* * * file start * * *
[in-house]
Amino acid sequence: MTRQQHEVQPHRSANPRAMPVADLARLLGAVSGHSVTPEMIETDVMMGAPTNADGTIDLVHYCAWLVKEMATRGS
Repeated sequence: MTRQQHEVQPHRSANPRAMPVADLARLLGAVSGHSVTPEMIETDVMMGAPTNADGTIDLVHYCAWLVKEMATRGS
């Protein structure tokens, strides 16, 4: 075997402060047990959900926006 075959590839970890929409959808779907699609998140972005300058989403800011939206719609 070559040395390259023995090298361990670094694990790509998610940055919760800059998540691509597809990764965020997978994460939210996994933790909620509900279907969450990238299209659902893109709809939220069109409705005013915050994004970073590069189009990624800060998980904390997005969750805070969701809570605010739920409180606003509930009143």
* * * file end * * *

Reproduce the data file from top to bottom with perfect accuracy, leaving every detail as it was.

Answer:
[in-house]
Amino acid sequence: MTRQQHEVQPHRSANPRAMPVADLARLLGAVSGHSVTPEMIETDVMMGAPTNADGTIDLVHYCAWLVKEMATRGS
Repeated sequence: MTRQQHEVQPHRSANPRAMPVADLARLLGAVSGHSVTPEMIETDVMMGAPTNADGTIDLVHYCAWLVKEMATRGS
């Protein structure tokens, strides 16, 4: 075997402060047990959900926006 075959590839970890929409959808779907699609998140972005300058989403800011939206719609 070559040395390259023995090298361990670094694990790509998610940055919760800059998540691509597809990764965020997978994460939210996994933790909620509900279907969450990238299209659902893109709809939220069109409705005013915050994004970073590069189009990624800060998980904390997005969750805070969701809570605010739920409180606003509930009143």